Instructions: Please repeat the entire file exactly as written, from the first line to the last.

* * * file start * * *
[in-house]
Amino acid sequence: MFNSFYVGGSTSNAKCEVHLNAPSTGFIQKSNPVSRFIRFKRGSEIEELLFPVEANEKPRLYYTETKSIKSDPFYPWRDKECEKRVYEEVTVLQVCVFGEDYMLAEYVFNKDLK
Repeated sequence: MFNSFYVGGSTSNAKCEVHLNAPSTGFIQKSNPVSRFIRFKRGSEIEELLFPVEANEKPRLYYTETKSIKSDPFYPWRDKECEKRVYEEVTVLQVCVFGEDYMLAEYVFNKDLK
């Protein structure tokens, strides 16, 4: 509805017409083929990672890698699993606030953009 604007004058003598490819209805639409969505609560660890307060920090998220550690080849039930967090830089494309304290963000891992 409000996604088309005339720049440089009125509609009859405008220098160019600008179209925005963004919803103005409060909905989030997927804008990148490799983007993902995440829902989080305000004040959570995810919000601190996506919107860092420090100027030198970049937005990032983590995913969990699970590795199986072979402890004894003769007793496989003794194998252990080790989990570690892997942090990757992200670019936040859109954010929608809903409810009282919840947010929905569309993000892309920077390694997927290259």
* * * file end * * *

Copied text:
[in-house]
Amino acid sequence: MFNSFYVGGSTSNAKCEVHLNAPSTGFIQKSNPVSRFIRFKRGSEIEELLFPVEANEKPRLYYTETKSIKSDPFYPWRDKECEKRVYEEVTVLQVCVFGEDYMLAEYVFNKDLK
Repeated sequence: MFNSFYVGGSTSNAKCEVHLNAPSTGFIQKSNPVSRFIRFKRGSEIEELLFPVEANEKPRLYYTETKSIKSDPFYPWRDKECEKRVYEEVTVLQVCVFGEDYMLAEYVFNKDLK
């Protein structure tokens, strides 16, 4: 509805017409083929990672890698699993606030953009 604007004058003598490819209805639409969505609560660890307060920090998220550690080849039930967090830089494309304290963000891992 409000996604088309005339720049440089009125509609009859405008220098160019600008179209925005963004919803103005409060909905989030997927804008990148490799983007993902995440829902989080305000004040959570995810919000601190996506919107860092420090100027030198970049937005990032983590995913969990699970590795199986072979402890004894003769007793496989003794194998252990080790989990570690892997942090990757992200670019936040859109954010929608809903409810009282919840947010929905569309993000892309920077390694997927290259």